In 1989, the military junta officially changed the English version of its name from Burma to Myanmar (along with changes in the English versions of many place names in the country, such as its former capital city, from Rangoon to Yangon). The official name of the country in the Burmese language, Myanmar, did not change, however. The renaming proved to be politically controversial, seen by some as being less inclusive of minorities, and linguistically unscholarly. Some disagree that the military junta had authority to "officially" change the name in English in the first place. Acceptance of the name change in the English speaking world has been slow, with many people still using the name Burma to refer to the country. Major news organizations like the BBC and western governments, including those of the United States and the United Kingdom, still officially refer to it as Burma. The Economist and The New York Times are among several Western publications to regularly use the term "Myanmar".

Historical Background
The first known people who live in Myanmar (formerly called Burma) were the Mon. They shared a culture with the Khmer, a people who lived in the Kingdom of Khmer (now Cambodia). The Mon moved into the Myanmar region as early as 3000 B.C. and settled near the mouths of the Thanlwin and Sittaung rivers. The peoples who came later migrated from an area in central Asia that is now southwestern China. The Pyu arrived in the A.D. 600's. The Bamars, Chin, Kachin, Karen, and Shan came during the 800's. Most of these peoples lived apart from one another and kept their own cultures.

In 1044, King Anawrahta, a Myanmar ruler, united the region and founded the First Myanmar Empire, that lasted nearly 250 years. The kingdom's capital, Bagan, lay on the Ayeyarwaddy (Irrawaddy) River in the central part of the country. The Myanmars adopted features of the Mon and Pyu cultures, including Theravada Buddhism. Mongol invaders led by Kublai Khan captured Bagan in 1287, shattering the kingdom.

A new Myanmar kingdom arose as the Second Myanmar Empire founded by King Bayintnaung at Taungoo during the 1500's. It was brought down by a Mon rebellion in 1752. The Third and last Myanmar Empire was founded by king Alaungpaya after the Mon rebellion. Three Wars with the British-triggered by Myanmar's resistance to Britain's commercial and territorial ambitions-led to the kingdom's collapse. The first war was fought from 1824 to 1826, the second in 1852, and the third in 1885. With these wars, the British gradually annexed the whole country to its empire and named the country Burma.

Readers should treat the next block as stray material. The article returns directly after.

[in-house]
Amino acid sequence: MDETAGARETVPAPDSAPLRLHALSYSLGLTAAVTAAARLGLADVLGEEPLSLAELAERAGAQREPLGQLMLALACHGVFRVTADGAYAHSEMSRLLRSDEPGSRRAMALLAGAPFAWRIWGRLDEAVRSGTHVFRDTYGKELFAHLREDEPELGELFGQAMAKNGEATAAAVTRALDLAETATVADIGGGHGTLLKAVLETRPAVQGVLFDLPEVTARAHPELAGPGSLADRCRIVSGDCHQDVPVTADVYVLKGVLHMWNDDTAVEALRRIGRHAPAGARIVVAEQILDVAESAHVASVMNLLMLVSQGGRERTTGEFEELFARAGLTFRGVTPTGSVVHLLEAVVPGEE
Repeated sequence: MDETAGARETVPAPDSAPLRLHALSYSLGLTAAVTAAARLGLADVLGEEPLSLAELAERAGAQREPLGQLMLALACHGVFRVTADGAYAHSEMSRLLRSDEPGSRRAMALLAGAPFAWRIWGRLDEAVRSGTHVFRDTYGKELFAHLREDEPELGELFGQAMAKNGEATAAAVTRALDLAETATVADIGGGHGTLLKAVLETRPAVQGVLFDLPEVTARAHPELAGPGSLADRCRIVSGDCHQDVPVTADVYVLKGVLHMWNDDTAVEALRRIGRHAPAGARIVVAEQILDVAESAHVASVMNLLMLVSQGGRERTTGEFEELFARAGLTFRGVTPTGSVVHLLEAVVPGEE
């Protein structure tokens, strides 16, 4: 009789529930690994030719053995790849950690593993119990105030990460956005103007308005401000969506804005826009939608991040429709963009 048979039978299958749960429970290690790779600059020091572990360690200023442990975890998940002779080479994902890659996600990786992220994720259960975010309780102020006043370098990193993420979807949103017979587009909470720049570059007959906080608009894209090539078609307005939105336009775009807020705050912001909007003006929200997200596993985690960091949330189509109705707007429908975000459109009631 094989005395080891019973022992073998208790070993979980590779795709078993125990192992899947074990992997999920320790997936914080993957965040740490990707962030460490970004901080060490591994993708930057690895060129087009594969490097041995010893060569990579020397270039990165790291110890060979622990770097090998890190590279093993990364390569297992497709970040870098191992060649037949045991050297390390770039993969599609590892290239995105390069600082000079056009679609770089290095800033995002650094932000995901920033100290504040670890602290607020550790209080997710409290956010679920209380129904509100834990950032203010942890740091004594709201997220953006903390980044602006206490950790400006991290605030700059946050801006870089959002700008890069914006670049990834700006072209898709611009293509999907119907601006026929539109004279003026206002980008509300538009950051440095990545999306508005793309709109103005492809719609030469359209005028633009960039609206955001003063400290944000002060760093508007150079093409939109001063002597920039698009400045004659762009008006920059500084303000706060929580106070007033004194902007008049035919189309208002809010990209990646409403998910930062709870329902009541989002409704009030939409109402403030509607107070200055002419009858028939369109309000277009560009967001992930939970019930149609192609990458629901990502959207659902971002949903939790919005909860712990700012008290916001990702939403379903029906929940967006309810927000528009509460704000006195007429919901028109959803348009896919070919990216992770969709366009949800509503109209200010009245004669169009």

In 1942, Japan occupied Myanmar. Young Myanmar nationals formed Burma Independence Army with the help of the Japanese and drove the British out of Burma. Through the dislike of the Japanese rule, a group of Myanmar university students, led by General Aung San, formed a league called Anti-Fascist People's Freedom League (AFPFL) to fight the Japanese and they helped Britain and Allied powers regain Burma in 1945 and return to power. Because of the overwhelming role of the AFPFL, which had become a strong political party, and the struggle in various forms by the whole Burmese population against the administration, the British had to give Burma full independence on January 4, 1948.
The new Myanmar (Burmese) government, which was fought by some Communists and various ethnic groups, faced many problems, but the ruling party, AFPFL, won the elections landslide in 1951 and 1956. In 1958, however, there developed a split between the then Prime Minister U Nu's followers and another faction in AFPFL, which pushed the country to the brink of civil war. Upon the request of U Nu, General Ne Win set up an interim military government and restored order. He ruled until elections were held in 1960, in which U Nu's faction won a landslide victory and he regained his premiership. As he could no longer control the political and ethnic disputes, Ne Win seized the government in a bloodless take-over in March 1962 to hold Burma together. General Ne Win and his Revolutionary Council of military leaders, who wanted to transform Burma into a socialist nation, founded the Burma Socialist Program Party and ruled the country until 1988, when large numbers of Burmese demonstrated against the government and called for an end to one-party rule.

The military had to take over the power since the whole country was in turmoil, and established the State Law and Order Restoration Council and allowed multiparty elections to take place in May 1990. The Council also changed the official name of the country from the Union of Burma to the Union of Myanmar. The Council opened the doors to the world and followed market-oriented economic policy. The military government was reorganized in 1997 and changed its name to the State Peace and Development Council.

The Land & Geography
The land was also known as Suvannabhumi, Golden Land- in ancient times, and today, with its rich natural resources and diversity of attractions, it still deserves to be called the Golden Land.

With a land area of 676, 577 Myanmar is the largest country in the Southeast Asia region, bounded by mountain complex in the north, east and west, and enclosed by the Andamen Sea and the Bay of Bengal in the South, Southwest, and West. Myanmar shares borders with Bangladesh, India, China, Laos and Thailand. Situated between latitudes 9. 30' N and 28. 30' N and between longitudes 92. 10' E and 101. 10' E the country stretches 2090 km North to South, and 925 km East to West and has a varied Photography which includes islands, extensive rice plains, river valleys and forested hills and mountains.